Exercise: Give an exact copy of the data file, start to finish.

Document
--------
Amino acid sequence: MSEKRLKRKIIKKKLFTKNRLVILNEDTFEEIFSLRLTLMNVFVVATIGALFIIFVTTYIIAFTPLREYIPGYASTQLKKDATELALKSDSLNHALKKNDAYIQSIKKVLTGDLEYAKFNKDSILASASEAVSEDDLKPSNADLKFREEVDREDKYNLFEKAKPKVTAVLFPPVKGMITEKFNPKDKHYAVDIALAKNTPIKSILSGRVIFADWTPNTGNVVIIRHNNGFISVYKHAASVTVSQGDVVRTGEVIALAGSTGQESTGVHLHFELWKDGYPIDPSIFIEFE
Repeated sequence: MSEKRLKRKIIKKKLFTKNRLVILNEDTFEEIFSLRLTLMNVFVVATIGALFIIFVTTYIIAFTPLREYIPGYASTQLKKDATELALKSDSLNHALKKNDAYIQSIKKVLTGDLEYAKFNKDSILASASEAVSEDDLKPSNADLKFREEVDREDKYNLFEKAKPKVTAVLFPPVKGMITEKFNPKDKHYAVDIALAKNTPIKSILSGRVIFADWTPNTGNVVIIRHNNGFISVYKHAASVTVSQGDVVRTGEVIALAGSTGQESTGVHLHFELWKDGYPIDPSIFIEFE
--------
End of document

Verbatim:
Amino acid sequence: MSEKRLKRKIIKKKLFTKNRLVILNEDTFEEIFSLRLTLMNVFVVATIGALFIIFVTTYIIAFTPLREYIPGYASTQLKKDATELALKSDSLNHALKKNDAYIQSIKKVLTGDLEYAKFNKDSILASASEAVSEDDLKPSNADLKFREEVDREDKYNLFEKAKPKVTAVLFPPVKGMITEKFNPKDKHYAVDIALAKNTPIKSILSGRVIFADWTPNTGNVVIIRHNNGFISVYKHAASVTVSQGDVVRTGEVIALAGSTGQESTGVHLHFELWKDGYPIDPSIFIEFE
Repeated sequence: MSEKRLKRKIIKKKLFTKNRLVILNEDTFEEIFSLRLTLMNVFVVATIGALFIIFVTTYIIAFTPLREYIPGYASTQLKKDATELALKSDSLNHALKKNDAYIQSIKKVLTGDLEYAKFNKDSILASASEAVSEDDLKPSNADLKFREEVDREDKYNLFEKAKPKVTAVLFPPVKGMITEKFNPKDKHYAVDIALAKNTPIKSILSGRVIFADWTPNTGNVVIIRHNNGFISVYKHAASVTVSQGDVVRTGEVIALAGSTGQESTGVHLHFELWKDGYPIDPSIFIEFE